Since the market’s March 9 low, stocks and exchange traded fund (ETFs) have more or less stabilized and the fear has abated. But some have noticed interesting things about this recovery: it’s not proceeding exactly according to plan.

Corporate earnings are on the up, with upgrades exceeding the amount of downgrades in many markets for the first time in recent memory. Now, the market has been more focused on improving trends. Sectors that suffered from the sharpest falls stand to benefit the most from the economic recovery. Sectors like industrial cyclicals, financials, small-caps and commodities have all been performing above the market norms, remarks Stephanie Butcher for FT Adviser.

However, cyclical sectors don’t always lead the market. For instance, in between 1994 and 1999, cyclicals underperformed a rising market, with defensive sectors such as consumer staples, health care and utilities leading the way. Like that period, most cyclicals look fully valued and “defensives” look cheap on an absolute basis. [Why you shouldn’t listen to ETF Nostradamuses.]

The current situation has given rise to a market oddity in that some companies trade on significant price/earnings ratio discounts to that of the market and historic premiums compared to dividend yields. The market is also discounting a recovery in cyclically sensitive earnings – around 40% earnings growth is needed to bring cyclical price/earnings back to normal levels.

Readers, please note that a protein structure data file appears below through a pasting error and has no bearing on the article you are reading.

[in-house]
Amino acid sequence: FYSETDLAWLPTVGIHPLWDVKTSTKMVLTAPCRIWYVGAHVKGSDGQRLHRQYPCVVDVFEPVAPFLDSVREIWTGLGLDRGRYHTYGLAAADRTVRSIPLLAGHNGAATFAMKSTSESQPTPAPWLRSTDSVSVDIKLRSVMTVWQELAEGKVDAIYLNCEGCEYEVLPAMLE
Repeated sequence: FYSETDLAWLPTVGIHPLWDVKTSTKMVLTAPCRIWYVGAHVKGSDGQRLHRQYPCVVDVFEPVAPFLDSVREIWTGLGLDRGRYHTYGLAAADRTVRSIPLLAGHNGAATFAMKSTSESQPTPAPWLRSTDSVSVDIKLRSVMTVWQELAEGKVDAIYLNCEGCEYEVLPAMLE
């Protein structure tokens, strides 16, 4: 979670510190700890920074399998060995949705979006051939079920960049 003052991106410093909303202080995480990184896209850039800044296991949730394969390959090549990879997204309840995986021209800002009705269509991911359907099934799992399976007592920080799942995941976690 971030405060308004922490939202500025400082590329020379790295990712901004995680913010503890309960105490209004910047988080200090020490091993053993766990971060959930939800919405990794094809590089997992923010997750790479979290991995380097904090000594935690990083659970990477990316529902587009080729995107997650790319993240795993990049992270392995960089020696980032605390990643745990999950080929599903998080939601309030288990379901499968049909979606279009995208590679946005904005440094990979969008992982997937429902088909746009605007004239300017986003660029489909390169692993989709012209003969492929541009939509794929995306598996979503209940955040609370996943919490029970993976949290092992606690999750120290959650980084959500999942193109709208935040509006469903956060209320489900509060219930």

The subdued expansion looks like a “V-shaped” recovery, and if this holds true, the more economically-sensitive sectors, which are priced for the “V,” may prove to dismay investors.

Market “historicals” are interesting to take note of and can help you locate areas that could present opportunities at some point, but investors can put a trend following strategy to use to identify the actual opportunities that take place. As this recovery has shown, it may not always be what the markets historically expect. [10 tips for managing risk.]

For more information on trend following, visit our trend following category. More on trend following can be found in The ETF Trend Following Playbook.

Max Chen contributed to this article.

The opinions and forecasts expressed herein are solely those of Tom Lydon, and may not actually come to pass. Information on this site should not be used or construed as an offer to sell, a solicitation of an offer to buy, or a recommendation for any product.